With growth in the number of centers performing interventional procedures, case volumes in individual centers have declined and this considerably limits opportunities for prospective trainees. Small case volumes have also come in the way of development of hardware specifically tailored to our needs. Unlike coronary interventions, specialized hardware has not been developed for many pediatric catheter procedures and there is a constant need to improvise with adult hardware. For example, stenting of the arterial duct is largely accomplished using adult coronary hardware that is designed for a different purpose.
Surgical and intensive care backup is critical to the safe performance of catheter interventions, and there are not many pediatric cardiac programs that have all elements in place in the developing world. This limits the development of advanced procedures such as closure of patent duct in preterms, pulmonary valve implantations, and newborn duct stenting to selected centers. Economic challenges are also substantial. Hardware, equipment, and infrastructure costs are substantial and continue to mount by the day.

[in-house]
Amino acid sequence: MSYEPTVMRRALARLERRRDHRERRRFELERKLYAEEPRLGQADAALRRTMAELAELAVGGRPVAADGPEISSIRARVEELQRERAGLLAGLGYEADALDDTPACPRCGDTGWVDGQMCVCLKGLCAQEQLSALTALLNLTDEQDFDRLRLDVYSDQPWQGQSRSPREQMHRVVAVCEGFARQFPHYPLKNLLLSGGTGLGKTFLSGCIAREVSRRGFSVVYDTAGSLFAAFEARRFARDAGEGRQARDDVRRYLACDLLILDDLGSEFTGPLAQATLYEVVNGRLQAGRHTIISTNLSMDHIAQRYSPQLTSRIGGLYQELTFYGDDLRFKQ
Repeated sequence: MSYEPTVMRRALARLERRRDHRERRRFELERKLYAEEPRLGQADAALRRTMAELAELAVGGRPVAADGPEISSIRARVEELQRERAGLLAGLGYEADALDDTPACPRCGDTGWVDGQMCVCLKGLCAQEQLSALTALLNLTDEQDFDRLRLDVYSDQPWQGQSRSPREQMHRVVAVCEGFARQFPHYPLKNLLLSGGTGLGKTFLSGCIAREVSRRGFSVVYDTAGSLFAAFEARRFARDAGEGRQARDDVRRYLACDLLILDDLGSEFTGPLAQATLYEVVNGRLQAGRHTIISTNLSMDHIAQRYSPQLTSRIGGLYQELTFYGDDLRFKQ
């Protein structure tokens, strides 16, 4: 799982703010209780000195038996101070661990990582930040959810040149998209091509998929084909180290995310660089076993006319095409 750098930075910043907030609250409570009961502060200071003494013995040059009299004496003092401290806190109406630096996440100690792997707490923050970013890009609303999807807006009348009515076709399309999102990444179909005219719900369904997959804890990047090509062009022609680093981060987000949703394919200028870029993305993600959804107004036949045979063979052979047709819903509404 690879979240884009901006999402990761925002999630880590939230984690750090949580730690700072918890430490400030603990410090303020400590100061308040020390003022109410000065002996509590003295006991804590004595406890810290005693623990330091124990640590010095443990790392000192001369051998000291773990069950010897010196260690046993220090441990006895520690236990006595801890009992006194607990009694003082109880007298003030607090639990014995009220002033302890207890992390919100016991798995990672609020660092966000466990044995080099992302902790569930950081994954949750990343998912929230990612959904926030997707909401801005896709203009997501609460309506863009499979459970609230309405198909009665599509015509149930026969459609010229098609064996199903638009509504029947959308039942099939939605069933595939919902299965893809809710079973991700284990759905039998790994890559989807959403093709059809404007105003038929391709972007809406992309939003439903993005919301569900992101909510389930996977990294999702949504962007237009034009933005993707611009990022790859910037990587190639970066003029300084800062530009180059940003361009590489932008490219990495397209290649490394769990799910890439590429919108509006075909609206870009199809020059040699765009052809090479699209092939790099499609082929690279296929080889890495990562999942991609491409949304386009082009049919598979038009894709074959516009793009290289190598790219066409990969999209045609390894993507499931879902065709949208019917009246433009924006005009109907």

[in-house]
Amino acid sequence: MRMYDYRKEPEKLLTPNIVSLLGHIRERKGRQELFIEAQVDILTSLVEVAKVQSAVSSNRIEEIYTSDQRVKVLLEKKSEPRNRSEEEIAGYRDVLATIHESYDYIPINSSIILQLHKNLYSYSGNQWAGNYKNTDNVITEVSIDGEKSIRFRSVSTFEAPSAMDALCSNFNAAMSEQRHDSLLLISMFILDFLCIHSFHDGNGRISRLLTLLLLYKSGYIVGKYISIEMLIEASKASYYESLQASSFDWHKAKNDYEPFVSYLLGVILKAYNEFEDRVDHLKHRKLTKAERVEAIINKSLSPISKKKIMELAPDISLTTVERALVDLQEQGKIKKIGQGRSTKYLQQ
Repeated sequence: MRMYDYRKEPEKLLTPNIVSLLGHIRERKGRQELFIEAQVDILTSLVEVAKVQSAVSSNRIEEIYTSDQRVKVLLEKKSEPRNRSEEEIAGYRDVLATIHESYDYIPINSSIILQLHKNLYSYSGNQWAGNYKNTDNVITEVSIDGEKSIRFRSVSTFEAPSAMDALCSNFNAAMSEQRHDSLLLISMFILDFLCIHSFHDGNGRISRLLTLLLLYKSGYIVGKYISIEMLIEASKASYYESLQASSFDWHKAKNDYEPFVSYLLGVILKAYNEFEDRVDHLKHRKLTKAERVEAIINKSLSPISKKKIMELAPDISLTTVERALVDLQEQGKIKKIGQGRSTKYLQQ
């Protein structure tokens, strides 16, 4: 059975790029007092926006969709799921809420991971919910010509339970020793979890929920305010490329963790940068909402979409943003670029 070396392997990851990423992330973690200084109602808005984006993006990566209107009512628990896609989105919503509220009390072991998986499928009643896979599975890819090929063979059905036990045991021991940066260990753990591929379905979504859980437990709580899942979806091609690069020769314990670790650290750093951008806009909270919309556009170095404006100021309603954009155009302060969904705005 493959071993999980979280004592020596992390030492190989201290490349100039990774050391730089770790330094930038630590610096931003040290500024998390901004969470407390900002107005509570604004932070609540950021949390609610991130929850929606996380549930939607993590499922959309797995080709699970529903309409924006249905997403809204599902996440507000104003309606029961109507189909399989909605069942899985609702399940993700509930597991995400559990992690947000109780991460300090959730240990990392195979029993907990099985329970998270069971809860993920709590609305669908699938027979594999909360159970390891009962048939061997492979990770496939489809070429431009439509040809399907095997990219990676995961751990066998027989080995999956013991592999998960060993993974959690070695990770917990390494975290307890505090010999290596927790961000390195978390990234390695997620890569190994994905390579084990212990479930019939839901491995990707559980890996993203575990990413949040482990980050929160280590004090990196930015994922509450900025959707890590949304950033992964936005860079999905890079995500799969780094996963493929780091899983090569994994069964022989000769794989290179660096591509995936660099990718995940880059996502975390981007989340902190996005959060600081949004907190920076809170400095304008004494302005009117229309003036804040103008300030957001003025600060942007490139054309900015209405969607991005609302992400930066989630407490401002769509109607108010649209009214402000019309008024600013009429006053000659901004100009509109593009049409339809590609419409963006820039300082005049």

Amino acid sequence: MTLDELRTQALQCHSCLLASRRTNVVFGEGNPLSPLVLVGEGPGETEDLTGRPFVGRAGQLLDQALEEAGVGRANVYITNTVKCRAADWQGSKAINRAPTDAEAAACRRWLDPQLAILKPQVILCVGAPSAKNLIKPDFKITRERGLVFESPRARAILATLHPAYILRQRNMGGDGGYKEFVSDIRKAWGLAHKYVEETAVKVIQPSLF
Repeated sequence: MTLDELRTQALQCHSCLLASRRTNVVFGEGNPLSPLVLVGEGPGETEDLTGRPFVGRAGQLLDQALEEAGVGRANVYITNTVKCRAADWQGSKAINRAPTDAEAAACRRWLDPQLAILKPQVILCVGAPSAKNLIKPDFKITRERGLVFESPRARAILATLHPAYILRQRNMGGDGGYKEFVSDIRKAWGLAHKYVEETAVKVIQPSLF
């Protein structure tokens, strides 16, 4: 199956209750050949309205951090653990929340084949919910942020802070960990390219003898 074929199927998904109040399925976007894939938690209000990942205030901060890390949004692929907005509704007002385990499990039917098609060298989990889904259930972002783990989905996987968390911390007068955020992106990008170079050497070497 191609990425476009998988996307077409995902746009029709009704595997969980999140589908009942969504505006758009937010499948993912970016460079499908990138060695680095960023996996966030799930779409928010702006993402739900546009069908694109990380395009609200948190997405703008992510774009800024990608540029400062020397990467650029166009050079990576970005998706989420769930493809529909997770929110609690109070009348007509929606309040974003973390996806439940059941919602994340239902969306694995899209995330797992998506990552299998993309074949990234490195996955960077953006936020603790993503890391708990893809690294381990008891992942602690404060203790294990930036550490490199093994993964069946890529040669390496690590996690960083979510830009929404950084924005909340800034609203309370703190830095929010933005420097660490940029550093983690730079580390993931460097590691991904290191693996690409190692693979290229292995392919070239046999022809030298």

Recent technological advancements may help address some of the challenges that today's trainees' face. Simulation laboratories for catheter interventions are currently expensive but may eventually become affordable and accessible to many. They have the potential of enabling a greatly accelerated learning curve and overcoming some of the challenges that today's trainees face.